New Executive Director Begins Work At N. Berkshire Community Coalition
Tuesday marks a change in leadership at the Northern Berkshire Community Coalition.Roughly three decades ago Al Bashevkin helped create the Northern Berkshire Community Coalition, also known as NBCC, after a number of regional factories closed their doors, leaving many families looking for help.
“In my eyes, I think it’s been huge,” Bashevkin said. “I think the northern Berkshire community knows how to talk about issues. We’ve got forums and ways that we address local issues that other communities sadly don’t have the opportunity to address those issues in the same way.”
One of the coalition’s more public functions is the monthly forums Bashevkin mentioned. Drawing more than 50 people including political and business leaders as well as the general public, they’ve focused on drugs, healthcare and youth involvement. With a staff of about a dozen people, NBCC runs prevention, healthy living and family assistance programs throughout northern Berkshire County while serving as a guide for other regional resources. In March, Bashevkin announced he was stepping down as executive director come June.
“I love this work and it’s really hard to step away from it,” Bashevkin said. “But I also realize I can’t die doing this work. When I look back at life I want to be assured that I’ve done everything I can in terms of helping my community in many different ways and in terms of growing myself. So I think it’s time for me to try something different.”
In July, NBCC announced it had selected Adam Hinds to replace Bashevkin. Since 2014, Hinds has been working as Pittsfield’s youth and gang violence prevention coordinator overseeing the city’s Shannon Grant.
“To me the Northern Berkshire Community Coalition is a real model for community development,” Hinds said. “It empowers people to solve problems together. They’re focusing on the right issues; youth development, families, neighborhoods and how all of these interact together to create a healthy community. Quite frankly they’re leaning forward on how they do this in a way that really puts the community first and that’s what I believe in and it’s pretty inspiring work.”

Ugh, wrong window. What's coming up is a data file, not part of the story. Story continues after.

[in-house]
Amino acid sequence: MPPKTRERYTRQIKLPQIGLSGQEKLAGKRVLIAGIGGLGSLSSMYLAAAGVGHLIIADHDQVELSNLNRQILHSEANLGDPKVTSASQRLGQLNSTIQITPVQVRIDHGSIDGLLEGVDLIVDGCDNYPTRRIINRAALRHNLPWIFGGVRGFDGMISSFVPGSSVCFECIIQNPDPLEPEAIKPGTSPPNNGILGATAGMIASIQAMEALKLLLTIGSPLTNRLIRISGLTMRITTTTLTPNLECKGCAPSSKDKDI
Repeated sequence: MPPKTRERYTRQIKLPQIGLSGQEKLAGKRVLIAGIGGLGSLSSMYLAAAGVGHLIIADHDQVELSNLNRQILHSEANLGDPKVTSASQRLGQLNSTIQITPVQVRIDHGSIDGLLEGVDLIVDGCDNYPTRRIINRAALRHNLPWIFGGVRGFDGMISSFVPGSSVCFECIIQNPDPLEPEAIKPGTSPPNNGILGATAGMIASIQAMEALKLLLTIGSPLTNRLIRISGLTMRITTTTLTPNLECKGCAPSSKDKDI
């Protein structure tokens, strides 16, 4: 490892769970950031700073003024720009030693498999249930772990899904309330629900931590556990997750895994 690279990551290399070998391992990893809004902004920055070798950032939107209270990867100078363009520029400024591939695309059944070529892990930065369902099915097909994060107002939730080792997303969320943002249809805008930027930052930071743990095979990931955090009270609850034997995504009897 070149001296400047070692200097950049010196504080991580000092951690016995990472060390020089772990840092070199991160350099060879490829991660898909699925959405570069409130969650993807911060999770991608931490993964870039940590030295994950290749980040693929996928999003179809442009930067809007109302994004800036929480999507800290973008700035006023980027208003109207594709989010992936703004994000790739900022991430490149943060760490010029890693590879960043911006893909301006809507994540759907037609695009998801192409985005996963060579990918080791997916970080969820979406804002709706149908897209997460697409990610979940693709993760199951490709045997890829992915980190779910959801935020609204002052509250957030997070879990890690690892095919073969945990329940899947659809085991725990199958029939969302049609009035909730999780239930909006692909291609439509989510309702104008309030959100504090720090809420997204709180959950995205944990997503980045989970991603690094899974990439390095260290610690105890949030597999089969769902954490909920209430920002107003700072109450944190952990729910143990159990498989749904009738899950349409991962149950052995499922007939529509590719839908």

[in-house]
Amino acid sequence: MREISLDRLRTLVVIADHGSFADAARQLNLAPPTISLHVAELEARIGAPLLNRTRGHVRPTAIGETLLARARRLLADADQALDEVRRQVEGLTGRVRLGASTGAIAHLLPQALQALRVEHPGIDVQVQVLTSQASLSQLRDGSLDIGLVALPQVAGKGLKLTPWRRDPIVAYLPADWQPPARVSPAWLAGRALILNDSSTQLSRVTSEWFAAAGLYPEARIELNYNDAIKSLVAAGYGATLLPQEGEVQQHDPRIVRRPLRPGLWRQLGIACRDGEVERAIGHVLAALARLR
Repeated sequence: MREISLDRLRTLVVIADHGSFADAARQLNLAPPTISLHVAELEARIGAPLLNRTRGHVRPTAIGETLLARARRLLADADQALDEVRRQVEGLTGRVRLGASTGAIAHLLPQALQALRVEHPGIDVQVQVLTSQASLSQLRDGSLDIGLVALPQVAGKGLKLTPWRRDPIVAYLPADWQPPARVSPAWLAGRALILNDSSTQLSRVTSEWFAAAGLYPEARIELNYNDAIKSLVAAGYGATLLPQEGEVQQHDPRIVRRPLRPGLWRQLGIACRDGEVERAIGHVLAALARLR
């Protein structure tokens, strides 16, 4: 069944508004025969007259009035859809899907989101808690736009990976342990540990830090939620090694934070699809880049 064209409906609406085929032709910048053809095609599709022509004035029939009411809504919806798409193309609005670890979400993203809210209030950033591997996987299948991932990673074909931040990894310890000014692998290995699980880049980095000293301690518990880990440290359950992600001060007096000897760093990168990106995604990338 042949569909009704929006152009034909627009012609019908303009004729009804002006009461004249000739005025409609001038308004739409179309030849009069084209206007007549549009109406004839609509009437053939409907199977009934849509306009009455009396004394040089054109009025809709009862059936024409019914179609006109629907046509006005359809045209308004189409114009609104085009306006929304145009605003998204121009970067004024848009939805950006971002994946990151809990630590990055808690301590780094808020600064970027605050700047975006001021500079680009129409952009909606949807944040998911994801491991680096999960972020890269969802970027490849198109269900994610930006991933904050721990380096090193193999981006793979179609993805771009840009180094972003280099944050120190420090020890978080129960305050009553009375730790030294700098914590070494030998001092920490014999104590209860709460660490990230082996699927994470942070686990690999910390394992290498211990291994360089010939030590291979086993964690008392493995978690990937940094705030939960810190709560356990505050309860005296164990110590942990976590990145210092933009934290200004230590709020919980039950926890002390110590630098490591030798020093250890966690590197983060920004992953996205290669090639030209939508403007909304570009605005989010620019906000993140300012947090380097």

During his time in Pittsfield, Hinds launched Pittsfield Community Connection, bringing on outreach workers and starting a mentoring program. Dr. Scott Murray, who oversees the mentoring effort, is serving as PCC’s director while the city searches for a full-time replacement. Pittsfield intends to make the post a city position, whereas Hinds was hired as a contractor. The next director will still be paid by the city’s Shannon Grant funding, a state-run program. Mayor Dan Bianchi says while Hinds will be missed, PCC is not going to miss a beat.
“I think that we may be able to expand the Community Connection program that he started here up in North Adams and throughout the county,” Bianchi said. “So I look at it as a benefit.”
Hinds, a Shelburne Falls native, is staying on as chairman of PCC’s steering committee.
“You can’t put your heart and soul into something for a year and a half and walk away,” Hinds said. “The issues are just too important. I have a strong passion for them so I’m going to stay strongly involved in the work and even build on that work. The mayor has talked about the possibility of applying as a region or dual city application for some of this work when we approach the state. I think that’s a great idea. Along side of that is another grant we are working with the state to be even more deliberate about targeting proven risk youth. Folks who are already getting involved in the system and making sure they’re a part of our work.”
Before returning to western Massachusetts, Hinds spent about 10 years with the United Nations handling conflict resolution in Iraq and Syria. His first monthly forum as NBCC’s executive director is September 11 from 10 to noon at the First Baptist Church in North Adams. The needs assessment forum is intended to identify emerging and current community issues.
“I really want to drill into use of outreach workers and meeting people where they are literally on their couches whether it’s the youth we work with or families and how to mobilize neighbors so that they’re doing that with each other,” Hinds said. “There’s a recipe for how to do community development that the coalition is getting off the ground now and really sharpening that model is a priority.”